The United States and several European governments have demanded the release of opposition politician Alexei Navalny from Russian detention, according to the BBC.
Mr Navalny, 44, was poisoned last August and collapsed on an internal flight in Siberia, he was flown to Germany for emergency medical treatment.
European experts later said he had been poisoned with the extremely toxic chemical weapon Novichok, developed by Soviet scientists in the Cold War.
As he recovered, he said he intended to return to Russia. On Sunday, he made good on that pledge, boarding a Pobeda Airlines flight in Berlin despite warnings he would face arrest on landing.
He returned to the country five months after he was almost killed in a nerve-agent attack he blamed on the Kremlin. Moscow has denied involvement.
Mr Navalny, was detained soon after his flight from Germany landed in Moscow on Sunday.
Sergei Lavrov said Western politicians were using it as a way to “divert attention” from domestic problems.
Russia’s prison service on Sunday said the Kremlin critic had violated the terms of his suspended sentence for embezzlement.
Mr Navalny’s team said a court hearing was organised on Monday at a police station on the outskirts of Moscow. In a video released by his spokeswoman, Mr Navalny described the hearing as “lawlessness of the highest grade”.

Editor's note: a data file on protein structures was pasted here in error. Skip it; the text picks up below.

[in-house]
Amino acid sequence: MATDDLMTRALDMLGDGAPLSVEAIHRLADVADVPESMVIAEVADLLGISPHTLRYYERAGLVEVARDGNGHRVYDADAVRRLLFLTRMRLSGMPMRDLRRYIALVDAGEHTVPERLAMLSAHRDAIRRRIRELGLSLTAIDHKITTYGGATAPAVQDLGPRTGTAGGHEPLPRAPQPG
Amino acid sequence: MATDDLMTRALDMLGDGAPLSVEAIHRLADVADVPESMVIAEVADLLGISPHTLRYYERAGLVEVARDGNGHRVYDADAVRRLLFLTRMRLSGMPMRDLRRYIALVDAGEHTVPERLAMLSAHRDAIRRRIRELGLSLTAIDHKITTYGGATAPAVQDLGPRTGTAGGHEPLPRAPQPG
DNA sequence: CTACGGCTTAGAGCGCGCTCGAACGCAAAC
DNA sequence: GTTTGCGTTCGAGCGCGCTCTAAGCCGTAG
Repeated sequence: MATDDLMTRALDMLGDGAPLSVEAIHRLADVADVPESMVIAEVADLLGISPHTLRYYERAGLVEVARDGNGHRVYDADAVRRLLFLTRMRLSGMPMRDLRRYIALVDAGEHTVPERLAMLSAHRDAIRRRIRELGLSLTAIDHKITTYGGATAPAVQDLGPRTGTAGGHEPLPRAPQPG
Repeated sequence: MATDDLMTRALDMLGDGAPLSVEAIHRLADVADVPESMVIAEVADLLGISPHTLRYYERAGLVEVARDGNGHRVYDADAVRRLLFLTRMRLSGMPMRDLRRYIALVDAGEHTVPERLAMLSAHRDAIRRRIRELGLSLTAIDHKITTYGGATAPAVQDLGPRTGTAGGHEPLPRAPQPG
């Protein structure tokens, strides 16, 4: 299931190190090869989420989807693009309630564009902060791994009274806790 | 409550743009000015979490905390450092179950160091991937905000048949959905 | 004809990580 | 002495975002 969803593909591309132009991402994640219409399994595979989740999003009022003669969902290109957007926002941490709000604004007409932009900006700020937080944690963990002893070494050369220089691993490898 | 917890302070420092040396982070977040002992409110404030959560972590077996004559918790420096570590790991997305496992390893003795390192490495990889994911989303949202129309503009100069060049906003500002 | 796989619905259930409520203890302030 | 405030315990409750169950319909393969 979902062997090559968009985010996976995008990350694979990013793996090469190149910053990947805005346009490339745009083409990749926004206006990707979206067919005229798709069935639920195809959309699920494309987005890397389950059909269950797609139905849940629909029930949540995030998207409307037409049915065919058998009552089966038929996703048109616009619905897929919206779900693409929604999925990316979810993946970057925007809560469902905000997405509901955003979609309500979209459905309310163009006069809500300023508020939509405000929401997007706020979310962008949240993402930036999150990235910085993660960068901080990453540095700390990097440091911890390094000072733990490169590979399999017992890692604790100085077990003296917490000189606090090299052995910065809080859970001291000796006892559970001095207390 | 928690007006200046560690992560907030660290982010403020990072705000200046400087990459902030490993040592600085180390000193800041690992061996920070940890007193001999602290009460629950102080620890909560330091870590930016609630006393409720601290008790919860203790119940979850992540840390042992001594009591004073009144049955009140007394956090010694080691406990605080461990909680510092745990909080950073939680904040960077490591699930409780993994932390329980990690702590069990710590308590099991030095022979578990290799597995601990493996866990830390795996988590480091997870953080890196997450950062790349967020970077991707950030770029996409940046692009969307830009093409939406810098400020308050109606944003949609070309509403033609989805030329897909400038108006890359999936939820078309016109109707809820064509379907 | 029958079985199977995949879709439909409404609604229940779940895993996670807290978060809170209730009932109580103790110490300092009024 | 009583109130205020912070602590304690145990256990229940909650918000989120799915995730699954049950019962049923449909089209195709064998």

US Secretary of State Mike Pompeo said the Russian authorities were trying to silence their critics. He called for Mr Navalny’s “immediate and unconditional release”.
“Confident political leaders do not fear competing voices, nor commit violence against or wrongfully detain political opponents,” Mr Pompeo said.
UK Foreign Secretary Dominic Raab said Mr Navalny’s arrest was “appalling” and called for his immediate release.
“Rather than persecuting Mr Navalny, Russia should explain how a chemical weapon came to be used on Russian soil,” he said.
In a statement late on Sunday, Russia’s prison service said the opposition leader “had been wanted since 29 December 2020 for repeated violations of the probation period”. It added that he would remain in custody until a court decision.
Image source: Time Magazine